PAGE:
Effects and biological limitations of +Gz acceleration on the autonomic functions-related circulation in rats

The Journal of Physiological Sciences : JPS
Yasuhiro NishidaHidetake Yokoe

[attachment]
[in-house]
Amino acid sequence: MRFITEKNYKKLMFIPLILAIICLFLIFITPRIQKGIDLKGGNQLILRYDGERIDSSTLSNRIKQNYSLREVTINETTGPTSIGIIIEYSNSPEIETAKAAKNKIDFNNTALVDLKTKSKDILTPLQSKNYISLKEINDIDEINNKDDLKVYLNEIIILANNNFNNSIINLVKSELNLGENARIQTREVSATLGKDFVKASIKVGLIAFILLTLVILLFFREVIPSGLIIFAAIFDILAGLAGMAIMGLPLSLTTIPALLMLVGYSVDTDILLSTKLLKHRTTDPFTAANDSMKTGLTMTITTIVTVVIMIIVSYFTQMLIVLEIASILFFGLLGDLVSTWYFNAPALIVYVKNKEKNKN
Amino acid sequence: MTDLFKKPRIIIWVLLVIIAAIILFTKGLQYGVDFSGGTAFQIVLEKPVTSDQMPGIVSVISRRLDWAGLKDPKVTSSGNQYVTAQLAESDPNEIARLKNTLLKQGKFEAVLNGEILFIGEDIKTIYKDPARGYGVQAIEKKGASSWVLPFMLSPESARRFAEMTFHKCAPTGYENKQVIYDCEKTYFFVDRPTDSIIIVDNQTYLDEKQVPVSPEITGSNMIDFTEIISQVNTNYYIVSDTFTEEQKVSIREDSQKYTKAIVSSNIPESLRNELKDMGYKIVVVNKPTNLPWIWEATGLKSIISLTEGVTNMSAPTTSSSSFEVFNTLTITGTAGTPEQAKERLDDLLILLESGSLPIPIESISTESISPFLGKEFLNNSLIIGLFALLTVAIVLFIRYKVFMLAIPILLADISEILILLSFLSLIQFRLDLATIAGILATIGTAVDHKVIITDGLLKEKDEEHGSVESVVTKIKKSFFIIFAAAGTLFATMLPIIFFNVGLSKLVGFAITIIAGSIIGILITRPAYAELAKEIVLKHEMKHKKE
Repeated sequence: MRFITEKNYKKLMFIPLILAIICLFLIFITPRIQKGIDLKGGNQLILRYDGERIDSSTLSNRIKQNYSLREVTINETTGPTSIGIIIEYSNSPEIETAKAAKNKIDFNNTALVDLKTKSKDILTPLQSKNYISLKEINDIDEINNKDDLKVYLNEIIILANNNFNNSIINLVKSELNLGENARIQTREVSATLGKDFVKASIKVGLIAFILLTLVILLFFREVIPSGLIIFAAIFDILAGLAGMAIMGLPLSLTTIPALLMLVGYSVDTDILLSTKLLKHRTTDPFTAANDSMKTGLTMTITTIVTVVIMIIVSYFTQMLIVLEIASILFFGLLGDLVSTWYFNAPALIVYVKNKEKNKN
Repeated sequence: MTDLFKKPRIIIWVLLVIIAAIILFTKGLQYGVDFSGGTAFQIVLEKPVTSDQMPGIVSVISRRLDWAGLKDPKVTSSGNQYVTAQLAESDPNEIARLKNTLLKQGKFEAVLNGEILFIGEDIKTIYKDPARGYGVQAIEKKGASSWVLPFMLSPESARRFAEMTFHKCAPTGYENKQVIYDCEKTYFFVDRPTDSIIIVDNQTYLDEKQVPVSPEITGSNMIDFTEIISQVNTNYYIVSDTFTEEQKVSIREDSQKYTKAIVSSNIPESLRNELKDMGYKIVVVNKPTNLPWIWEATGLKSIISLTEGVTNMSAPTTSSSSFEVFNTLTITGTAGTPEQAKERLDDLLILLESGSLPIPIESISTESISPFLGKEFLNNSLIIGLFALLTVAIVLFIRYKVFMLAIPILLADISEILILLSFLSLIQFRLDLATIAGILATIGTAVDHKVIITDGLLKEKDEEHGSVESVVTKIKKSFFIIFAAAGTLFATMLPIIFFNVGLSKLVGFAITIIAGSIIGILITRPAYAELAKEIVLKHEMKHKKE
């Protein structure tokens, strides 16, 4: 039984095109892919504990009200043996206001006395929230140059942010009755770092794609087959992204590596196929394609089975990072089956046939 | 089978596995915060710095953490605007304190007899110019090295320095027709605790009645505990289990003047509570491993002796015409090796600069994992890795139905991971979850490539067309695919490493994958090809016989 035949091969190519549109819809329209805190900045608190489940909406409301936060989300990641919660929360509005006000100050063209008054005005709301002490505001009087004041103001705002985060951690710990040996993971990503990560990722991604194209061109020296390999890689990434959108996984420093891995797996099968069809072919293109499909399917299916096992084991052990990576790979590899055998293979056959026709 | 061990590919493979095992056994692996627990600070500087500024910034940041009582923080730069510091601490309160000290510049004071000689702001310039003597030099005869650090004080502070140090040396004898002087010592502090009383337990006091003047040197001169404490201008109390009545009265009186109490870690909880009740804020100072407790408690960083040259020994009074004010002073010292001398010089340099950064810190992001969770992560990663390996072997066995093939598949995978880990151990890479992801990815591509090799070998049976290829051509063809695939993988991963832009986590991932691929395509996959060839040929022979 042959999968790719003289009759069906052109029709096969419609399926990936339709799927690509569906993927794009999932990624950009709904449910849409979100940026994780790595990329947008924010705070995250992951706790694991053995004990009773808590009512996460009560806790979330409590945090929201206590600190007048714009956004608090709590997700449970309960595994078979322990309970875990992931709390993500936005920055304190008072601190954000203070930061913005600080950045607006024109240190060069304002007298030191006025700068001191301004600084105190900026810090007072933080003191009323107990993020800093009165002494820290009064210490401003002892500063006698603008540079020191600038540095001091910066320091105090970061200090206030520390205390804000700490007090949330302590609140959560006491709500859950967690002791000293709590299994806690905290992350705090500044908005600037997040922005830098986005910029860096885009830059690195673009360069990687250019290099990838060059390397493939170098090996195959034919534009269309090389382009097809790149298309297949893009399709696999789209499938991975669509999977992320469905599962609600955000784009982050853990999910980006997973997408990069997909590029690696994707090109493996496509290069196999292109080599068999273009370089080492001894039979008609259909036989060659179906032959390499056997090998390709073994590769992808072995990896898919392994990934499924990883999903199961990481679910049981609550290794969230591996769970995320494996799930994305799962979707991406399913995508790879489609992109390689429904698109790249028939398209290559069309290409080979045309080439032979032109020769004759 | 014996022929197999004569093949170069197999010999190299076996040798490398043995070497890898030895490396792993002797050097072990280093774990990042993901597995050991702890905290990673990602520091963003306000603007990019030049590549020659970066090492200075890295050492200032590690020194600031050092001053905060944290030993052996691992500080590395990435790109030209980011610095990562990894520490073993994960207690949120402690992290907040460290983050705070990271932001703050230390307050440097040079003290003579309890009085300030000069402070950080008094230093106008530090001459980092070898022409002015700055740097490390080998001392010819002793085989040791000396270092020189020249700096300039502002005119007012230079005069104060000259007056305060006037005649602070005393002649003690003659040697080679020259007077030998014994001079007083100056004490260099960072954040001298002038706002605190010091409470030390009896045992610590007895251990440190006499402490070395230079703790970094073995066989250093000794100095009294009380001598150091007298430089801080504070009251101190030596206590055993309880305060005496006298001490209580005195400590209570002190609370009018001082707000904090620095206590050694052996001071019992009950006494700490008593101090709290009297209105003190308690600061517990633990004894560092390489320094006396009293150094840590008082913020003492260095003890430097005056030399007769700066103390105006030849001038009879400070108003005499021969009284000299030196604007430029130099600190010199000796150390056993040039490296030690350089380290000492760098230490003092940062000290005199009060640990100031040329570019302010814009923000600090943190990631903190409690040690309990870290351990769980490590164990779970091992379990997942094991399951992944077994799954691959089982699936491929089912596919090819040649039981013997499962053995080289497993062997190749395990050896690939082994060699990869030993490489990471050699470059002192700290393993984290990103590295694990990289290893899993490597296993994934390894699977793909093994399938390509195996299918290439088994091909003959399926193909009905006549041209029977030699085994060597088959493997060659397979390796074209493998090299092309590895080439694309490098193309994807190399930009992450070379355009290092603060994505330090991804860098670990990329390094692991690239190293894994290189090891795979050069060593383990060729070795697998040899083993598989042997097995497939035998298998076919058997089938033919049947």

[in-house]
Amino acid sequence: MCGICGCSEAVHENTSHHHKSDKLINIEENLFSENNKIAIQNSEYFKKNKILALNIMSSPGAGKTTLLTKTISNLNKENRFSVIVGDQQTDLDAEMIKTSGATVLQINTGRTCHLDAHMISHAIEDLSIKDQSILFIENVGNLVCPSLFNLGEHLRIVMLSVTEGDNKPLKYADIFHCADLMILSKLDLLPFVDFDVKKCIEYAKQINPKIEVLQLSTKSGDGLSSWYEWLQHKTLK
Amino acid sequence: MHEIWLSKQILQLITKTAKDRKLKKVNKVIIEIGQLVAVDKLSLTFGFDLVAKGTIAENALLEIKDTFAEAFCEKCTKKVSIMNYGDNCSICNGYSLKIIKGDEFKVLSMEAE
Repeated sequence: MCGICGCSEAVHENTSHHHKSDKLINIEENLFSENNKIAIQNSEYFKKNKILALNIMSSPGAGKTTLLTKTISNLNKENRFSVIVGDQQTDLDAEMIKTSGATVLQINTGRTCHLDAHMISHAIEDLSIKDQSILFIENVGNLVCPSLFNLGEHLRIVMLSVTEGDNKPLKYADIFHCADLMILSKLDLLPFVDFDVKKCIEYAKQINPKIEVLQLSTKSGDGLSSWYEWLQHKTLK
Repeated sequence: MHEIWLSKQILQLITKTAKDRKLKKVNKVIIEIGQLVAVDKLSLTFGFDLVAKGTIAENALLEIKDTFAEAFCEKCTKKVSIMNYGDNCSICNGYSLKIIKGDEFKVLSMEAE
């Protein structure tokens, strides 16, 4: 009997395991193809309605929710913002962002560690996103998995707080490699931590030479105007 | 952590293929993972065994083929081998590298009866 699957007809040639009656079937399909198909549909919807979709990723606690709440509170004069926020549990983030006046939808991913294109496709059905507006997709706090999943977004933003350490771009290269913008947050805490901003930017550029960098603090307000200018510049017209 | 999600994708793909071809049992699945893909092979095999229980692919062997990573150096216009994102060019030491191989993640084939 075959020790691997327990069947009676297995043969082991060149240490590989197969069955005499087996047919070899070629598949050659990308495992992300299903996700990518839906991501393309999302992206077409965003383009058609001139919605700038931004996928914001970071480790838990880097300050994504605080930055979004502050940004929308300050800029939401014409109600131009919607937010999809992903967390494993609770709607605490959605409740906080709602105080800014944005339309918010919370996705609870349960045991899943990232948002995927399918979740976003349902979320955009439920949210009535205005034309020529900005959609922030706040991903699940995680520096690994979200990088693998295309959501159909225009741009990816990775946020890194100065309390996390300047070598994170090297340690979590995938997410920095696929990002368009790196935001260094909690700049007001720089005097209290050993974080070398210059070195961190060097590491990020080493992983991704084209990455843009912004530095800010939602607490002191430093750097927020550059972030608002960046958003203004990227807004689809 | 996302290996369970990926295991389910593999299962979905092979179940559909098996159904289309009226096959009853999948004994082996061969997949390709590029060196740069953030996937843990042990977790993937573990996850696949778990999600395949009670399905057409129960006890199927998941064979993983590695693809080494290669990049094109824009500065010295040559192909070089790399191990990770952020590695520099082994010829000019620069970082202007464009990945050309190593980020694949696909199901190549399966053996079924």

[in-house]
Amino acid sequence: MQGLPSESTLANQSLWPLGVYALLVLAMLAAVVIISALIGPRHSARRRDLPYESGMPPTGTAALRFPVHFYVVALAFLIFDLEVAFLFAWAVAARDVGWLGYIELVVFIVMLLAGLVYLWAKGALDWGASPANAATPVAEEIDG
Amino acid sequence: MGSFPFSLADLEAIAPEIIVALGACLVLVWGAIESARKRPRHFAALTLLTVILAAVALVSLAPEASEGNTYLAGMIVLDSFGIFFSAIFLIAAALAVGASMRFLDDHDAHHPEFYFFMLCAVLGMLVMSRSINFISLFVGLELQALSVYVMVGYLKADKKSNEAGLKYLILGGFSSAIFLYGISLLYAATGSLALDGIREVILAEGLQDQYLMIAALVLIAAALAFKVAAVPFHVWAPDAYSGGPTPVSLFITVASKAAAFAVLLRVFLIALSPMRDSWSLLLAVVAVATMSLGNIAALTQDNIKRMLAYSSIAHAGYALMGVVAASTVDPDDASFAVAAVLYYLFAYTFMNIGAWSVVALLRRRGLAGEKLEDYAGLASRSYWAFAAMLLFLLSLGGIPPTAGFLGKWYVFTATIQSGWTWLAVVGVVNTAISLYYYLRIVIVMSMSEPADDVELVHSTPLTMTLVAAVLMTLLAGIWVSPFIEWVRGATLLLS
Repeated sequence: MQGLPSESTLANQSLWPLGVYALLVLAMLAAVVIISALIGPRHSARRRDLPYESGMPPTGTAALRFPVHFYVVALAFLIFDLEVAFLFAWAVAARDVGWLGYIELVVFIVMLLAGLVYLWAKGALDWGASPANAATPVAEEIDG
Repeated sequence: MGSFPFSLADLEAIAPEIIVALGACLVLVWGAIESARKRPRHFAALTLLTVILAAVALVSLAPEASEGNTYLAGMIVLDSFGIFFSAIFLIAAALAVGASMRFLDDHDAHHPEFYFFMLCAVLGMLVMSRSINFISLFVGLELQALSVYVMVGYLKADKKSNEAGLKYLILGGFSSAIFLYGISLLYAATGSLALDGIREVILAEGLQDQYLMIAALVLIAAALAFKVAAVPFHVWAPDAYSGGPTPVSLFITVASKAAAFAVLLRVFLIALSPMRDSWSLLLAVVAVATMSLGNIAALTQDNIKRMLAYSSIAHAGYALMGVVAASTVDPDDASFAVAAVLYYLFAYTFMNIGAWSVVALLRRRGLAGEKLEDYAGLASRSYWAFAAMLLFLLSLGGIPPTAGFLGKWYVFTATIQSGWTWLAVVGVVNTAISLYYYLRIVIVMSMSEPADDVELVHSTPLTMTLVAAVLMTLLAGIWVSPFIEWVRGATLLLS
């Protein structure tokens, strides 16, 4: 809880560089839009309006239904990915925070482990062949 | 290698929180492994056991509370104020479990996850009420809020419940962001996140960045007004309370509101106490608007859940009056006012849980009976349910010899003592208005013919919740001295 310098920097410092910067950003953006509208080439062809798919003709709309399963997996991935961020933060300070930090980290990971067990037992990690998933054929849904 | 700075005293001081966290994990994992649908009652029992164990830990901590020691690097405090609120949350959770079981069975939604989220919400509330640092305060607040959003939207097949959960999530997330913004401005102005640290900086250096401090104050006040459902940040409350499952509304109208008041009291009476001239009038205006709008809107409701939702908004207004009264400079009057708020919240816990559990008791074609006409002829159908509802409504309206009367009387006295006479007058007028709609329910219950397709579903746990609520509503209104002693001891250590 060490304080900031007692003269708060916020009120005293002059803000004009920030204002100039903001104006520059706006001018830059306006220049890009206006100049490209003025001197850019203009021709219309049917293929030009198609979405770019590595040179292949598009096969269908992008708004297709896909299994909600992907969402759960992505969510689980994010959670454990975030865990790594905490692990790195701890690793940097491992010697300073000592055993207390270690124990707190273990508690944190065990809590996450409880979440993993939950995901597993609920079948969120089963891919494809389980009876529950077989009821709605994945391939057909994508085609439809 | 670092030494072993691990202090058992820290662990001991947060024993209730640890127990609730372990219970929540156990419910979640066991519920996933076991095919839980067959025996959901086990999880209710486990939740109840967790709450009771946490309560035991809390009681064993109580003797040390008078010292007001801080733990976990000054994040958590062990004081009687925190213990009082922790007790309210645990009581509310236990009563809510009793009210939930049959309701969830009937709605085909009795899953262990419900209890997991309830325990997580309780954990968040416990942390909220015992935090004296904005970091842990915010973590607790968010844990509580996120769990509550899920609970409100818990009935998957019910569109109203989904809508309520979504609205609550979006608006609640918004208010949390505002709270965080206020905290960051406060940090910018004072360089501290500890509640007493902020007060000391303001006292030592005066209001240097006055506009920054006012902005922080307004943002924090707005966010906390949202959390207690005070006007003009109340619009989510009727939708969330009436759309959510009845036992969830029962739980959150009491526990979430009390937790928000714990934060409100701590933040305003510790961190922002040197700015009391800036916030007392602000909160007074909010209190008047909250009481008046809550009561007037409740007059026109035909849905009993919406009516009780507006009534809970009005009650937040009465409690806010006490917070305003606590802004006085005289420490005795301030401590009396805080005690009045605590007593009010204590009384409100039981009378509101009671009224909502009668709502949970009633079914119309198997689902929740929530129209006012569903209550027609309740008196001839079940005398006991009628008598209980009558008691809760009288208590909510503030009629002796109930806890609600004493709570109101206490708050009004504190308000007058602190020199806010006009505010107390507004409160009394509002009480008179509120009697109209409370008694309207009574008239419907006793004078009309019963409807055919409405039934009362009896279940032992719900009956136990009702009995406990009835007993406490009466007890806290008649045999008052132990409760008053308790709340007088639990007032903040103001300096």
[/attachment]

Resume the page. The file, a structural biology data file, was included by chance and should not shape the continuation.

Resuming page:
The effects of gravitational loading (G load) on humans have been studied ever since the early 20th century. After the dangers of G load in the vertical head-to-leg direction (+Gz load) became evident, many animal experiments were performed between 1920 and 1945 in an effort to identify the origins of high G-force-induced loss of consciousness (G-LOC), which led to development of the anti-G suit. The establishment of norms and training for G-LOC prevention resulted in a gradual decline in reports of animal experiments on G load, a decline that steepened with the establishment of anti-G techniques in humans, such as special breathing methods and skeletal muscle contraction, called an anti-G straining maneuver, which are voluntary physiological functions. Because the issue involves humans during flight, the effects on humans themselves are clearly of great importance, but ethical considerations largely preclude any research on the human body that probes to any depth the endogenous physiological states and functions. The decline in reports on animal experiments may therefore signify a general decline in research into the changes seen in the various involuntary, autonomic functions. The declining number of related reports on invest...Continue Reading


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